Today is the second day of Mental Illness Awareness Week (MIAW) in Canada, and we might as well address an issue that is currently top of mind for many Canadian businesses this year. Do you know that issues related to mental illness cost the Canadian economy over $50 billion per year, and of that, over $20 billion are costs directly born by Canadian employers? Check out these few but important facts regarding workplace mental health in Canada:
By age 40, about 50% of Canadians will have had experience with a mental illness/mental health problem
- 70% of Canadian employees have some degree of concern with psychological health and safety in their workplace
- 56% of Canadian employers consider continuous rise in mental health related disability claims to be a top concern
- Fastest growing category of disability claims for employers – Depression
- 84% of organizations have no process to address changes in behavior and productivity related to mental health
If you are like most, you are wondering how Canadian employers end up paying for mental health issues. It is quite simple – declining and poor mental health in the workplace lead to greater absenteeism, presenteeism and turnover. The average cost for a disability claim associated with a mental health issue is approximately $18,000 due to the significant time off work, when someone is off for this reason.
The truth is though, notwithstanding that the World Health Organization (WHO) predicts that depression will be the leading cause of disability worldwide by the year 2030, we can address workplace mental health in proactive ways. There are a whole range of interventions that if we implement correctly can reduce that number of 500,000 Canadians that will miss work this week as a result of a mental health challenge.
Is your workplace addressing issues related to mental health, or is there still too much stigma and discrimination associated, which keeps individuals from disclosing and therefore keeps those from seeking help? If you are like most, it is probably the latter.
Just one thing you might consider is investing in Mental Health First Aid training for staff in your organization. There are now over 150,000 mental health first aiders in Canada. Having mental health first aiders on your staff team can lead to:
- Improvements in mental health literacy,
- Reduced stigma and discrimination,
- Earlier detection of declining and poor mental health,
- Promotion of help seeking; and,
- Reduced costs associated with mental health claims due to earlier intervention.
To find out more about how you and your employer can benefit from Mental Health First Aid, or to register for this two-day workshop contact [email protected]. If you register this week and mental that it is mental illness awareness week, we would be happy to provide you with a 10% discount on your enrolment fee – simply mention the MIAW discount.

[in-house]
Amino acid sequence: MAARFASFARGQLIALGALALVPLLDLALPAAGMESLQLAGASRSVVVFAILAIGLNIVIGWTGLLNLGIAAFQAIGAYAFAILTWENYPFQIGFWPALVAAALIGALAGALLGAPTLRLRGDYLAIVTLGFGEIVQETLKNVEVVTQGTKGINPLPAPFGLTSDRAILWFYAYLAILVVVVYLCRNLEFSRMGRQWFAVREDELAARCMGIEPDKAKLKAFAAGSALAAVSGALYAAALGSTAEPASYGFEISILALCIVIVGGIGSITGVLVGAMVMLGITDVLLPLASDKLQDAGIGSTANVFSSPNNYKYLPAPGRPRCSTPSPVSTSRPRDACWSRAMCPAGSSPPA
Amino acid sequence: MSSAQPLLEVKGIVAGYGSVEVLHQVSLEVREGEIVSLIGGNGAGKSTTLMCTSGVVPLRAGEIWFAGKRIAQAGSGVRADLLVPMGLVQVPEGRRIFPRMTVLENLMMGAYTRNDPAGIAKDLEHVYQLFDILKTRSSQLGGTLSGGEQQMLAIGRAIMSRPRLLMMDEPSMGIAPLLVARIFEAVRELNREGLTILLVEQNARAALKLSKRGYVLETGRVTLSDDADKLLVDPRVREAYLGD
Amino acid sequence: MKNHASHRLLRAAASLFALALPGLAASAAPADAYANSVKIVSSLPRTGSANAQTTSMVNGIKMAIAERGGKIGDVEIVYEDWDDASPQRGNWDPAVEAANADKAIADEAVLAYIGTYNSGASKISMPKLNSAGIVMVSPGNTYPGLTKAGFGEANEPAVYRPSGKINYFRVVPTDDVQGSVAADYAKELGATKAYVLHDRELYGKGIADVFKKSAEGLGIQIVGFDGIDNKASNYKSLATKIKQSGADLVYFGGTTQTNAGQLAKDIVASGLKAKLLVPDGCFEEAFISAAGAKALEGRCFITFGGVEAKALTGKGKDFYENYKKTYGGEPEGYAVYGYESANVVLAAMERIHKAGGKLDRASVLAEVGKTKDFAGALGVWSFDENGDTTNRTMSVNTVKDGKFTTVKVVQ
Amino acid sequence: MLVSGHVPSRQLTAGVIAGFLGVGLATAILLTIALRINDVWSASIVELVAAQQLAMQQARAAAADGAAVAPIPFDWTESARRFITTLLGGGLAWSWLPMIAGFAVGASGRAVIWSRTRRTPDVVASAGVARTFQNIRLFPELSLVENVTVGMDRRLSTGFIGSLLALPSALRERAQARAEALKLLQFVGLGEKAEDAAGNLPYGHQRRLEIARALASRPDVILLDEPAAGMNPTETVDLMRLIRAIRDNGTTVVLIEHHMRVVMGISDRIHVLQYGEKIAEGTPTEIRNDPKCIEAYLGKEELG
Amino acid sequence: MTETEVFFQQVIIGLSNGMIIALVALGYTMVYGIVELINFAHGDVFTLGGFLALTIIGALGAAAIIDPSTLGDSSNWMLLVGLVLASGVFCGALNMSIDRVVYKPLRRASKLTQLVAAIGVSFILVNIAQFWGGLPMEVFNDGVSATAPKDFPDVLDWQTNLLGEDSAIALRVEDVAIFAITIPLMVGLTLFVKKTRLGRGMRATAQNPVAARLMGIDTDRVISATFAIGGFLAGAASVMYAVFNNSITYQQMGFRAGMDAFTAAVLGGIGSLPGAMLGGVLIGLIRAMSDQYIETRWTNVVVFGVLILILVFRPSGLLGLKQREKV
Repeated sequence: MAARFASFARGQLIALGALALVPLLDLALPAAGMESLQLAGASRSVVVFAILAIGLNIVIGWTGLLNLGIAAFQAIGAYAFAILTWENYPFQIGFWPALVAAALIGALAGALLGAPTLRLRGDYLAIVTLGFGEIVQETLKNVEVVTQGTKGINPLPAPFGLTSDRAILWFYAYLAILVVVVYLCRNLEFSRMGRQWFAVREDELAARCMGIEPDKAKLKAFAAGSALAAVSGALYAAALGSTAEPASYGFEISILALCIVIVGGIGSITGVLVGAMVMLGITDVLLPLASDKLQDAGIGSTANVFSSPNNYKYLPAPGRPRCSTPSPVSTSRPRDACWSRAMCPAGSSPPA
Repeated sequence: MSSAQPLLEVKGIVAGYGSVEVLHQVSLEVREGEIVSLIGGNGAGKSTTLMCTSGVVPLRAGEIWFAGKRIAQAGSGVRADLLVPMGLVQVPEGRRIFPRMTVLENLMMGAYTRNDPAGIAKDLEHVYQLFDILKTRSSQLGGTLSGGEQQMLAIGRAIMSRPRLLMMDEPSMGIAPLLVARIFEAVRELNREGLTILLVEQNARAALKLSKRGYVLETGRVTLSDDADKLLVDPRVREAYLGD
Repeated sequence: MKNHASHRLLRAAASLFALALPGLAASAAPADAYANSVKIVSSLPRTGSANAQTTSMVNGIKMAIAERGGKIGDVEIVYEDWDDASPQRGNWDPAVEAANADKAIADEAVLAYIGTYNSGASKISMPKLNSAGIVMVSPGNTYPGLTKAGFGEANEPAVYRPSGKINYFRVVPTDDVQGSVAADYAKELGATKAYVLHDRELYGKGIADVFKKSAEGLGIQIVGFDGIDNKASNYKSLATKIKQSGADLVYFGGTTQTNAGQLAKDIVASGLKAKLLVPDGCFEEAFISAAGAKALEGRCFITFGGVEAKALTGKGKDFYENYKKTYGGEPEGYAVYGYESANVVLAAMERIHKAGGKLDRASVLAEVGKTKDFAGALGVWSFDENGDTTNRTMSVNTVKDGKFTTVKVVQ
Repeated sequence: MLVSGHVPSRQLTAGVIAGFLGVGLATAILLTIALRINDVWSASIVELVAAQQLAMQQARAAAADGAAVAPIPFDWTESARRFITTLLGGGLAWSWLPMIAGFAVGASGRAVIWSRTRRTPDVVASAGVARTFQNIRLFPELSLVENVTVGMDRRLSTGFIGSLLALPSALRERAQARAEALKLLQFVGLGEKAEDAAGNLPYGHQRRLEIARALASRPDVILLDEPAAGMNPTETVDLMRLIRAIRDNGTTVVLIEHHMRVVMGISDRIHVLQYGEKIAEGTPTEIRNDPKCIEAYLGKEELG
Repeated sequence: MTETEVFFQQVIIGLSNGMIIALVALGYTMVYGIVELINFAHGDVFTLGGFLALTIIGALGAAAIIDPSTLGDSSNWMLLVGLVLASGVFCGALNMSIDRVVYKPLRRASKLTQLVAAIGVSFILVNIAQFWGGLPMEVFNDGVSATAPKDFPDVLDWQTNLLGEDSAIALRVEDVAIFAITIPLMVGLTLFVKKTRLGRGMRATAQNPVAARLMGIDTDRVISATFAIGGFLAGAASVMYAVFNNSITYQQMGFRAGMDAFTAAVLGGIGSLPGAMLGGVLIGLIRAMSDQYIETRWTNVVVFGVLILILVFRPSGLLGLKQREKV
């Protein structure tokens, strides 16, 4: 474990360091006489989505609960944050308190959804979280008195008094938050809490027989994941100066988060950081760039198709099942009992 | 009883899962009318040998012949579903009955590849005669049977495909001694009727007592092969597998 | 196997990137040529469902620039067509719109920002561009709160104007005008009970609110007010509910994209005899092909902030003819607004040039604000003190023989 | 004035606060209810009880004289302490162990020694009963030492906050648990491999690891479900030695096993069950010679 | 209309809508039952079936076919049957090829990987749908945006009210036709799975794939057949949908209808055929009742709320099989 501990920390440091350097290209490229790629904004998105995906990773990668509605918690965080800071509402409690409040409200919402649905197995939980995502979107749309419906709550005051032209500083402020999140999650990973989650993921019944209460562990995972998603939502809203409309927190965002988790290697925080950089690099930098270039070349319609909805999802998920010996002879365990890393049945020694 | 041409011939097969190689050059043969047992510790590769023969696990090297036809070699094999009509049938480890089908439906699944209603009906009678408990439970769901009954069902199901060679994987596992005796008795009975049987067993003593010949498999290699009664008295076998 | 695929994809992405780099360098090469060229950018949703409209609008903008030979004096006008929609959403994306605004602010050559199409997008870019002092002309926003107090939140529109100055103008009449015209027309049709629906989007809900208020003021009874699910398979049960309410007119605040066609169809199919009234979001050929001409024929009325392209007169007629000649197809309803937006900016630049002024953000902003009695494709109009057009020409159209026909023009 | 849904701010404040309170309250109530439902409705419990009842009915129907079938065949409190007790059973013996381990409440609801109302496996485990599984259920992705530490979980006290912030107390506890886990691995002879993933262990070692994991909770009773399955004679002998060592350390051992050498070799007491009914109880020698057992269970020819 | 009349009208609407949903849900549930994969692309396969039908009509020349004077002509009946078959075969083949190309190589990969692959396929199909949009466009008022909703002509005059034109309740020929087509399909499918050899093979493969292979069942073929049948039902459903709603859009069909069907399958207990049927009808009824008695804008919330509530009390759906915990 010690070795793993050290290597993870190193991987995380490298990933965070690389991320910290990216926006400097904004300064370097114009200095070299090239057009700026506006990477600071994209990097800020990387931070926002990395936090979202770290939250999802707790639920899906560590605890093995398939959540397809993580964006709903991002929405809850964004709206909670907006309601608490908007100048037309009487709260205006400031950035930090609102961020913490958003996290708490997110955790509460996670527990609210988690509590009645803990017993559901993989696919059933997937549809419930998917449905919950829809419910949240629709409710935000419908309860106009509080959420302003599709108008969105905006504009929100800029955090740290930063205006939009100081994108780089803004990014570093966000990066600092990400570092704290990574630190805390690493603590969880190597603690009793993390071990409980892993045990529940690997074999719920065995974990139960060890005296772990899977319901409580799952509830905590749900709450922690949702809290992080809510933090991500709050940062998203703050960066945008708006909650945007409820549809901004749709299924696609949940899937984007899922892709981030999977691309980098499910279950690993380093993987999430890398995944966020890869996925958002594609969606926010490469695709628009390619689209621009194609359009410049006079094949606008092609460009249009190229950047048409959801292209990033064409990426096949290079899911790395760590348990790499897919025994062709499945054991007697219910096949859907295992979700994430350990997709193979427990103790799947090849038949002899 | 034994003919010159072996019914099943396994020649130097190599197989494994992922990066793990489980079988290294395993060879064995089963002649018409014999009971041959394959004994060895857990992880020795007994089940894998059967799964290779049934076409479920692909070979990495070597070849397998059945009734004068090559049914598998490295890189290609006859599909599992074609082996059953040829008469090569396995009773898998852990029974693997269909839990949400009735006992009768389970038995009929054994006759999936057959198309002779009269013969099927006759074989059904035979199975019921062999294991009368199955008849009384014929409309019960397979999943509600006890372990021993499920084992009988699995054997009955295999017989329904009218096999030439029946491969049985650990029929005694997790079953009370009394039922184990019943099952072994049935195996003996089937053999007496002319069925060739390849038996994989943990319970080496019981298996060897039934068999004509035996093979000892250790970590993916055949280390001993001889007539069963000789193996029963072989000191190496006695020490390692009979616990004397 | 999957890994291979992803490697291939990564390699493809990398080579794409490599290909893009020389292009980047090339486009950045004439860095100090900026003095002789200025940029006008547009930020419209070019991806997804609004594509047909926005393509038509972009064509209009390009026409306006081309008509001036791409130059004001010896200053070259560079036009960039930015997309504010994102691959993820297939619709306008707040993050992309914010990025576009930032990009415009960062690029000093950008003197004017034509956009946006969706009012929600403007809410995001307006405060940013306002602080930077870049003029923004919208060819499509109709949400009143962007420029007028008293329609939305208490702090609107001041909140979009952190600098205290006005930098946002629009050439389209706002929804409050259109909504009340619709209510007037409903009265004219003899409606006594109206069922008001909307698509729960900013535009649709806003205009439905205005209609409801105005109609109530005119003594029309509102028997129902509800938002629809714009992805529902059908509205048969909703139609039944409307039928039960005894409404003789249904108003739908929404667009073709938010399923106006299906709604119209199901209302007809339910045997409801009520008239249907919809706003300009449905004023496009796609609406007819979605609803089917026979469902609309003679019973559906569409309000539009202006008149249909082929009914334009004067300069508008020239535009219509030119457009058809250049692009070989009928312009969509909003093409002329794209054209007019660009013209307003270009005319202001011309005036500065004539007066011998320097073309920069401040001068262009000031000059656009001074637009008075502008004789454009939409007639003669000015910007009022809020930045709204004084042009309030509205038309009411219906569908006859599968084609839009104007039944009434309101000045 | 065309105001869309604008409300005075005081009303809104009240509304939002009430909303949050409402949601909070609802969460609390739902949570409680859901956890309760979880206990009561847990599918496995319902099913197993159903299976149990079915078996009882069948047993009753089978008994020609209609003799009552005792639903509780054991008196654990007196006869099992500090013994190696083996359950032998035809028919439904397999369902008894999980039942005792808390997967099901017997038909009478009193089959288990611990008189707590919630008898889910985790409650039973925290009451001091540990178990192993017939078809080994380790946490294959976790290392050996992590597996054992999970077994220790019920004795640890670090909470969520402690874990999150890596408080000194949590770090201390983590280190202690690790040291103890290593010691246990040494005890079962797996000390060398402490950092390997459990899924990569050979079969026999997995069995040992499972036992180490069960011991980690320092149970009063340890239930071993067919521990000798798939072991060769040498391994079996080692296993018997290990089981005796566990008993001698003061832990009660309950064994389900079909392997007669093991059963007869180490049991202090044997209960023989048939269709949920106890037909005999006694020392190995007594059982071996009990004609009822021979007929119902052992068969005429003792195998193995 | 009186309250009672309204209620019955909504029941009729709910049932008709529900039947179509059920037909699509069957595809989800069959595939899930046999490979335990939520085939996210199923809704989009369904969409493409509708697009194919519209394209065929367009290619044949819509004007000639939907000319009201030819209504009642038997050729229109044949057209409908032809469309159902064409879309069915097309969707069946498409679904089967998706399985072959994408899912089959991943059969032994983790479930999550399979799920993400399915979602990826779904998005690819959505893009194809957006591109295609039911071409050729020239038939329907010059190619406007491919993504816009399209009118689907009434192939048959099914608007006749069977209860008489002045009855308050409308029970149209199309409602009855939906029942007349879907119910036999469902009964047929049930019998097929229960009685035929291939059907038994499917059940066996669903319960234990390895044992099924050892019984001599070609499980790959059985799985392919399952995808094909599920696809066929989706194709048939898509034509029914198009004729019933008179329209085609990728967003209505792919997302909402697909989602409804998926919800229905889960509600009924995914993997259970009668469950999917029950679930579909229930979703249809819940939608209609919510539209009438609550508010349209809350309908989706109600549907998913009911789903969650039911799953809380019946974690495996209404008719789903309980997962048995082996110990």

If you would like to have Mental Health First Aid delivered to your staff team (up to 25 participants) in 2017, you are eligible for a 10% discount on our regular course delivery fee for employers if you book your two-day training session during Mental Illness Awareness Month (MIAW). To find out more about how we can bring Mental Health First Aid to you call 778-789-7580 and mention the Mental Illness Awareness Month discount.
Cameron’s Call to Action
- If you don’t have a handle on what the current impact that mental health is having on your workplace, consider a confidential survey amongst your staff, asking them to indicate how much work they have missed in the last year, associated with poor mental health.
- Consider possible strategies to education your staff team on issues related to workplace mental health with a particular focus on reducing stigma and discrimination, which is what typically keeps people from talking about their mental health and wellness.
- Get a copy of the National Standard for Psychological Health and Safety in the Workplace http://shop.csa.ca/en/canada/occupational-health-and-safety-management/cancsa-z1003-13bnq-9700-8032013/invt/z10032013 and begin familiarizing yourself with things you can do to improve mental health in the workplace – leading to greater productivity.
Written by: Cameron Keller, Kaleidoscope Training and Consulting – Cameron is an Executive Coach and Consultant specializing in business growth and workplace mental health.
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